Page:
Thursday, March 22, 2012

FOR THE RECORD: US House RESOLUTION 569 - Recognizing the tenth anniversary of the tragic communal violence in Gujarat, India.



H. RES. 569

Recognizing the tenth anniversary of the tragic communal violence in Gujarat,



MARCH 1, 2012

Mr. ELLISON submitted the following resolution; which was referred to the

Committee on Foreign Affairs


Recognizing the tenth anniversary of the tragic communal

violence in Gujarat, India.

Whereas, on February 27, 2002, in the city of Godhra in the

western state of Gujarat, India, 58 Hindus were tragically
burnt alive in a train coach fire;

Whereas, immediately following the train fire, communal violence

erupted in several towns in Gujarat;

Whereas, in the International Religious Freedom Report of

2003, the United States Department of State found that
‘‘In Gujarat the worst religious violence directed against
Muslims by Hindus took place in February and March
2002, leaving an estimated 2,000 dead and 100,000 displaced
into refugee camps. It was alleged widely that the
police and state government did little to stop the violence
promptly, and at times even encouraged or assisted Hin-
dus involved in the riots. Despite substantial evidentiary
material, the judicial commission responsible for investigating
the riots reported inconclusive findings. No Hindus
have been charged for the violence.’’;

Whereas a 2002 Human Rights Watch report entitled ‘‘We

Have No Orders to Save You’’ stated that ‘‘Between
February 28 and March 2 [2002] the attackers descended
with militia-like precision on Ahmedabad by the
thousands. Chanting slogans of incitement to kill . . .
they were guided by computer printouts listing the addresses
of Muslim families and their properties . . . and
embarked on a murderous rampage confident that the
police was with them. Portions of the Gujarati language
press meanwhile printed fabricated stories and statements
openly calling on Hindus to avenge the Godhra attacks.’’;

Whereas Brown University Professor Ashutosh Varshney, one

of the world’s experts on riots in India, wrote in a 2004
article that ‘‘Unless later research disconfirms the proposition,
the existing press reports give us every reason to
conclude that the riots in Gujarat were the first fullblooded
pogrom in independent India.’’;

Whereas the Indian magazine Tehelka reported that many of

the people who participated in the violence said it was
possible only because of the connivance of the state police
and Gujarat Chief Minister Narendra Modi;

Whereas the United States Government denied Minister Modi

a visa to the United States in 2005 on the grounds of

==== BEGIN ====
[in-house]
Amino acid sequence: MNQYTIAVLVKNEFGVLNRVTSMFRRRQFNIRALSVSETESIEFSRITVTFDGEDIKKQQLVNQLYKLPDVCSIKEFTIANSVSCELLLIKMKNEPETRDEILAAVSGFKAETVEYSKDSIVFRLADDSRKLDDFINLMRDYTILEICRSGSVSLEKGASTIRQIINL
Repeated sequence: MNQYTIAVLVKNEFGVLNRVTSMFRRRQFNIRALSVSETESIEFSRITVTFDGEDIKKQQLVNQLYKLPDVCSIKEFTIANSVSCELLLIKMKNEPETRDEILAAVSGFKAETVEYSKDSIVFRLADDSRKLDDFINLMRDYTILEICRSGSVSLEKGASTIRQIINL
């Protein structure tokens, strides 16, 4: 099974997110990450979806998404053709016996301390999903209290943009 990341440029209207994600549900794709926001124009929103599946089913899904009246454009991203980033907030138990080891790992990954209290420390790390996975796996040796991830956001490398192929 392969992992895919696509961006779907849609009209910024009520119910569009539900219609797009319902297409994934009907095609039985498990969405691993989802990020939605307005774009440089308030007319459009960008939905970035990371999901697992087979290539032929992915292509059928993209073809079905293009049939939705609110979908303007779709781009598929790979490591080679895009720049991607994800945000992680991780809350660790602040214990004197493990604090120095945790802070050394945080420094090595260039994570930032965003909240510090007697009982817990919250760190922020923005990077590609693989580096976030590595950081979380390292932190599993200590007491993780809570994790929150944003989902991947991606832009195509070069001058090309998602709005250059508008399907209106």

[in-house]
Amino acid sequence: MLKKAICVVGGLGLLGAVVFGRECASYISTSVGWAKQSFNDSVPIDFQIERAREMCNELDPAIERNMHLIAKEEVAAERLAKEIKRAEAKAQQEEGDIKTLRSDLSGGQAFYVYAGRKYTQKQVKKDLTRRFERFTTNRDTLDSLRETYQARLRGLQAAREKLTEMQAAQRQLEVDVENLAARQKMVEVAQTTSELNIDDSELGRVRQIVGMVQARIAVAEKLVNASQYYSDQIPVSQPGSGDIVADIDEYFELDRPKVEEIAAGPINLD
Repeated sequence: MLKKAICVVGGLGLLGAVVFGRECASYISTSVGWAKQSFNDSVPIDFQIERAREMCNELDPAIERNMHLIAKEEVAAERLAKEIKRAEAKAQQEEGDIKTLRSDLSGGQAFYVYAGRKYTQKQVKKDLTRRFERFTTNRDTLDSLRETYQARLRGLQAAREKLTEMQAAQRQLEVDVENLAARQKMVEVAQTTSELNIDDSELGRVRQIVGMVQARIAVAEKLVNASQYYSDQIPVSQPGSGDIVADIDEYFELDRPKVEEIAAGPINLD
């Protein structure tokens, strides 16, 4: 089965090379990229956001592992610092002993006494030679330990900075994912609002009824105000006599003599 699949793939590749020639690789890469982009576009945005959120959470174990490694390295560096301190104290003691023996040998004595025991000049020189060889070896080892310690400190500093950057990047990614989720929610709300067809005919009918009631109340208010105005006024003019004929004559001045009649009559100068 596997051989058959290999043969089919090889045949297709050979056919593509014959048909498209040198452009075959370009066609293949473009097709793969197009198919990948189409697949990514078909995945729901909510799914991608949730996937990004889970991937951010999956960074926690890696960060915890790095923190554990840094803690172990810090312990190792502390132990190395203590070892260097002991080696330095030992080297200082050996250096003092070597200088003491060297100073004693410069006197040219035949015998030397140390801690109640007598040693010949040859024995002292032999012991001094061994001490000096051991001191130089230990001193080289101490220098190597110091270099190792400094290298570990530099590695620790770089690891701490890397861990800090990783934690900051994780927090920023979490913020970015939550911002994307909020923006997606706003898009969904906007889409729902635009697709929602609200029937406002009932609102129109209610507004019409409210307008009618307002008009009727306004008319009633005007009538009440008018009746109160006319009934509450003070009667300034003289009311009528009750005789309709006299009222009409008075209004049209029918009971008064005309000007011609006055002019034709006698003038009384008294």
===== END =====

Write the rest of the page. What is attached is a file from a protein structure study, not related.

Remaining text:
a religious freedom violation under the International Religious
Freedom Act of 1998, the first and only time such
a denial has been issued;

Whereas February 27, 2012, was the tenth anniversary of the
train fire and start of the communal violence in Gujarat,

Whereas Human Rights Watch reported on February 24,

2012, that ‘‘Where justice has been delivered in Gujarat,
it has been in spite of the state government, not because
of it.’’;

Whereas minorities in Gujarat continue to experience religious

and socio-economic discrimination; and

Whereas the Department of State reported in its International

Religious Freedom Report of 2003 that ‘‘Christians
were also victims in Gujarat, and many churches
were destroyed.’’: Now, therefore, be it

1 Resolved, That the House of Representatives—

2 (1) recognizes the suffering of all those persons
3 who were affected by the 2002 violence in Gujarat,
4 India, including those persons who lost their lives in
5 the Godhra train fire;
6 (2) shares the opinion of the United States De-
partment of State that the Gujarat government has
8 not adequately pursued justice for the victims of the
9 2002 violence;
10 (3) remains concerned by reports from journal-
ists and human rights groups about the complicity
12 of Gujarat Chief Minister Narendra Modi in the
13 2002 violence;
14 (4) commends the United States Government
15 for denying a visa to Minister Modi in 2005 on the

1 grounds of a religious freedom violation under the
2 International Religious Freedom Act of 1998;
3 (5) applauds the Department of State and the
4 United States Commission on International Reli-
gious Freedom for their monitoring of religious free-
dom in India and throughout the world;
7 (6) salutes the role of Indian police officers
8 who, despite personal risk, provided honest testi-
mony about the violence in Gujarat;
10 (7) supports the role of independent media in
11 India that continue to highlight the Gujarat issue;
12 (8) commends the role of the National Human
13 Rights Commission and the Indian Supreme Court,
14 which has led to some convictions in Gujarat riot
15 cases, and also the arrest of a few high-level leaders
16 in the Modi administration;
17 (9) recognizes the work of Indian and Indian-
18 American civil society groups for their tireless devo-
tion to educating people about human rights and re-
ligious freedom in India; and
21 (10) calls on the Gujarat government to heed
22 the recommendations of the State Department to re-
store religious freedom for all citizens in Gujarat.

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